Fantastic Beasts and Where to Find Them by Newt Scamander and J. K. Rowling
As featured in the first year set texts reading list in Harry Potter and the Philosopher’s Stone, Fantastic Beasts and Where to Find Them is an extensive introduction to the magical beasts that exist in the magical, non-Muggle world. Some of the animals featured in the A-Z you will have already met in the existing Harry Potter books: for example Hippogriff, Flobberworm, Kappa – others you certainly won’t. As Albus Dumbledore says in his introduction, this set text book by Newt Scamander has given the perfect grounding to many a Hogwarts student. It will be helpful to all Muggles out there too . . .
Beautifully realised by our very own Tomislav Tomic, this brand new edition shows incredible beasts plus six new creatures. This is the third book featuring his stunning black and white illustrations in Bloomsbury’s new editions of the Hogwarts Library Books by J. K. Rowling, see the rest here.
Welcome to this year’s Spring Portfolio showcasing some of the most talented visual artists working in Children’s publishing today.
A beautifully designed animal for every letter of the alphabet, this book was produced from the range of prints designed by Graham for exhibition and have made the transition from the wall to the book with ease. Each animal has a small poem and graphic element to enhance the main image. Created with patterns, graphic symbols and sensitive colour palatte. It’s difficult to choose which ones to preview, they are all wonderful. Graham has produced limited edition prints of all the animals which would look great on any bedroom wall, you can buy the collection from Boxbird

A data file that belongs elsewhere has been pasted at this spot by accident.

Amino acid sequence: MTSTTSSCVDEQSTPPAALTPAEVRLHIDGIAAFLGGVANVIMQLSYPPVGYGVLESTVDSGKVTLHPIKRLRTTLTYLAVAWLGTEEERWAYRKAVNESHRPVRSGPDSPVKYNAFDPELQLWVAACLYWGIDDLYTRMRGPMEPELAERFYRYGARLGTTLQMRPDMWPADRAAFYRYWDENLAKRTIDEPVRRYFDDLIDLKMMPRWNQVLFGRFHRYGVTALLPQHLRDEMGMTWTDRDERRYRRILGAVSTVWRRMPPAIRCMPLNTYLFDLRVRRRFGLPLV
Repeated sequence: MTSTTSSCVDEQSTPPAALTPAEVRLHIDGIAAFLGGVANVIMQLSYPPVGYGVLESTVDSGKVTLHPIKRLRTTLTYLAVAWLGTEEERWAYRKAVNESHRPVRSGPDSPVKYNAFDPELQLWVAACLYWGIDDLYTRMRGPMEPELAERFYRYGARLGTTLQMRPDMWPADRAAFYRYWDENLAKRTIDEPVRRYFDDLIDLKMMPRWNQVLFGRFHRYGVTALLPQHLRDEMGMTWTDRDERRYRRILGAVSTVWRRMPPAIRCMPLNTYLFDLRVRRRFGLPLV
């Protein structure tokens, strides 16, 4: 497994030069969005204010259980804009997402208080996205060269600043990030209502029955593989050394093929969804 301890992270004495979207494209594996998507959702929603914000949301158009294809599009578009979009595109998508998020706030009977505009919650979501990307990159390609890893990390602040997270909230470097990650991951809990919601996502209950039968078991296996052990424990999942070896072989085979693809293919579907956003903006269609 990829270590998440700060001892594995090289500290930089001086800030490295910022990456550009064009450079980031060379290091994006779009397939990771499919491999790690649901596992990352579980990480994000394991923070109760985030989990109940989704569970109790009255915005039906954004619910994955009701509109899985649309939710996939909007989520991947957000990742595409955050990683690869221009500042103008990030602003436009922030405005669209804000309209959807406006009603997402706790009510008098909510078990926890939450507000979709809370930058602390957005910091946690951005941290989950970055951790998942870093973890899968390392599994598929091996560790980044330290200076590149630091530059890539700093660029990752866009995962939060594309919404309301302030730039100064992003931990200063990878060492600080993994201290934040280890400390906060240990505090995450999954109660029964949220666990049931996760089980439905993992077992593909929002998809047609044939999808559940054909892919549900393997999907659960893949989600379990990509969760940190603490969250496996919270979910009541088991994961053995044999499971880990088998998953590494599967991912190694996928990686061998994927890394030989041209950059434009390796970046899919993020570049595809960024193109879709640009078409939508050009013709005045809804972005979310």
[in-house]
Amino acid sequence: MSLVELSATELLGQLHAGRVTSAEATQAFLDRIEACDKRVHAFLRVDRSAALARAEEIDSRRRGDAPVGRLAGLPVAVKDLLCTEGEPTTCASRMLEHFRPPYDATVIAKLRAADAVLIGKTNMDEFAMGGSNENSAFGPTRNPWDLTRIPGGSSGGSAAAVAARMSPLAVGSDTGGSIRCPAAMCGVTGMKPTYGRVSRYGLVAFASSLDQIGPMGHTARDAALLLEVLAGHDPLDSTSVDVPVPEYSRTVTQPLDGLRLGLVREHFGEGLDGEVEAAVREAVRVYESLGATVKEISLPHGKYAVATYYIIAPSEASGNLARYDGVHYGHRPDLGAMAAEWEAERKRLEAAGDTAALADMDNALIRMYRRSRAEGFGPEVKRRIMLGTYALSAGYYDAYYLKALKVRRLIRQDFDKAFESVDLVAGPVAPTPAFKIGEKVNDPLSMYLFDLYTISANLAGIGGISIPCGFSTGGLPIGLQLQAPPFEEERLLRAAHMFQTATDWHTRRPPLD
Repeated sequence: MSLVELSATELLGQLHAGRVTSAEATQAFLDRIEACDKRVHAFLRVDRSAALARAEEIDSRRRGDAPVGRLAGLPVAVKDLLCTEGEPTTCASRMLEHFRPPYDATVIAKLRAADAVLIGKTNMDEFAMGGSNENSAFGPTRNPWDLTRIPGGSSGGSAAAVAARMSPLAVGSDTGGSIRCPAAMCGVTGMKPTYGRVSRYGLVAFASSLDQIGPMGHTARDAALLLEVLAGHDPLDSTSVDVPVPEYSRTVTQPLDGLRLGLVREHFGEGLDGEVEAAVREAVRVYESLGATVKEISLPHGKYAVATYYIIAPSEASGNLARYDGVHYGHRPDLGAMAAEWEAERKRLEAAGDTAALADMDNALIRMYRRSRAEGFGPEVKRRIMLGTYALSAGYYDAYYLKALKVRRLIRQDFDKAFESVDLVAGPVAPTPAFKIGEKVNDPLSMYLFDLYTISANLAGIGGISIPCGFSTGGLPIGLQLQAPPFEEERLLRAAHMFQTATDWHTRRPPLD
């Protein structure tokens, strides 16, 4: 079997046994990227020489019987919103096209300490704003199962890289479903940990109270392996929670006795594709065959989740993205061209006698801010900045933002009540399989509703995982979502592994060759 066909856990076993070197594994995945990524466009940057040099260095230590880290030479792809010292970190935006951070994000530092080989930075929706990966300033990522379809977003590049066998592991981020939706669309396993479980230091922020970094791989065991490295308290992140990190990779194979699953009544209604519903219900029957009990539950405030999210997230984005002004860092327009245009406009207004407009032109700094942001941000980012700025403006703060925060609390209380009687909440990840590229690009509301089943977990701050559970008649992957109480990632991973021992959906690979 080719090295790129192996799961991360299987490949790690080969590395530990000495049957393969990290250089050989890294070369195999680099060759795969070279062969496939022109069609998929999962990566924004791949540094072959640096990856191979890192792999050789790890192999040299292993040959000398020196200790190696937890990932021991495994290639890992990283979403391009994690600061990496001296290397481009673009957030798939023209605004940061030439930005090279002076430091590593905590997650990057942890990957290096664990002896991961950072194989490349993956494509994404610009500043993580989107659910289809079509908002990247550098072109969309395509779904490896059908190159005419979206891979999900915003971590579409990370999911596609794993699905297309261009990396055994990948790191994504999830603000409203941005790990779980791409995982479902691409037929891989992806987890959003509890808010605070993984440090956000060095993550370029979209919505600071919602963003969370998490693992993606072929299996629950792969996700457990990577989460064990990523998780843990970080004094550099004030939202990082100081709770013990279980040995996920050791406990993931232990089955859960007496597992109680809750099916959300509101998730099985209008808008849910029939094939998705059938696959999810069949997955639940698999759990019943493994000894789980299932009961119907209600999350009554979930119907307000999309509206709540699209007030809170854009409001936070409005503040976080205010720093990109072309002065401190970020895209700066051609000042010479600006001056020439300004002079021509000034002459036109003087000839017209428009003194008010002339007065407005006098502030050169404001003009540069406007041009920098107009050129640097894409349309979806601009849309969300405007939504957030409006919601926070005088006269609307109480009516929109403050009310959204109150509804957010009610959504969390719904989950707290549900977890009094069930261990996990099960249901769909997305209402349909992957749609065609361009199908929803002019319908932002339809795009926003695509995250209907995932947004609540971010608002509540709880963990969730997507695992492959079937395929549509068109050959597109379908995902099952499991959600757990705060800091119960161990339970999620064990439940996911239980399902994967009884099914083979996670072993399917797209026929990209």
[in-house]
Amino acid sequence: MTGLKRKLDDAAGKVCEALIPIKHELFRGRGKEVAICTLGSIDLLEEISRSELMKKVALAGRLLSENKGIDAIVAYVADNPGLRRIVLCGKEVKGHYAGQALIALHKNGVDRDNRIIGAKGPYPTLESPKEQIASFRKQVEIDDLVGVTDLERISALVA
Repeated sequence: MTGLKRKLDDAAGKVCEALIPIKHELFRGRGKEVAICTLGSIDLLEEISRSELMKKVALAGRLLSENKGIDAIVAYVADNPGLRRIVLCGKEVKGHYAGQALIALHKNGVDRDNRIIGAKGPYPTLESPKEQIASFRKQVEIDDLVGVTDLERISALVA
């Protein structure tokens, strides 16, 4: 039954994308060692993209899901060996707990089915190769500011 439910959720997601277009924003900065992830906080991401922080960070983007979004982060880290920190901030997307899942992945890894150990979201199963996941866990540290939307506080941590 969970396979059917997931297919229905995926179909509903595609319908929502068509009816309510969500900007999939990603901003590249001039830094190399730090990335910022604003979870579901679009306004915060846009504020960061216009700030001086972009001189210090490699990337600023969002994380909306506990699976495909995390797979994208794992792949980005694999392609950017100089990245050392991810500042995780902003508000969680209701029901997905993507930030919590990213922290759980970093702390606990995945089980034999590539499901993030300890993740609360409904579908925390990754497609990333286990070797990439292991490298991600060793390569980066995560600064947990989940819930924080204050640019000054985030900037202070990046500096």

D is for Dragonfly
With translucent wings and body bright, the dragonfly darts in a flash of colour.
F is for Fox
The Arctic Fox trots over the snow, hidden and warm in his ice-white fur.
J is for Jaguar
The jaguar lies stretched out waiting high above the forest floor, her spots concealed among the leaves.
L is for Ladybird
The ladybird spreads her spotted wings of red and black, and flutters away on a summer breeze.
O is for Orangutan
With his thick shaggy orange hair and long, strong hands on draping arms, who could it be but the orangutan?
Y is for Yak
With shaggy fur and sharp-tipped horns the mighty yak stands strong and steady, unfazed by the wind or the snow.
And finally… a proud moment, a picture of the happy illustrator with his very first book, congratulations Graham and big thanks to Ruth and Genevieve at Big Picture Press.
Dream team Michael Rosen and Neal Layton are back with their second uproarious adventure, Uncle Gobb And The Green Heads, published by Bloomsbury this month. This time Malcolm, his best friend Crackersnacker and his peculiar Uncle Gobb go to America.
Despite Malcolm’s best attempts at bamboozling and confuzling Uncle Gobb in the last book, Uncle Gobb’s Dread Shed, it was only temporary. Uncle Gobb is still living with him and still roaring at him about peas, poetry and Peter Parker!
This time the plan to get rid of his uncle must be EPIC! It has to involve America, the Jumblies, the Genie (of course), Aunty Brenda the Mender and Malcolm’s long-lost dad. But Malcolm doesn’t know that Uncle Gobb also has a plan… A plan to get rid of Malcolm once and for all!
Already the Sunday Times’ ‘Children’s Book of the Week’, this is a truly bonkers book about standing up for yourself and Neal’s anarchic black and white illustrations combined with Michael’s comic timing will entertain you throughout. You can see more of Neal’s illustrations from the first book, Uncle Gobb And The Dread Shed here.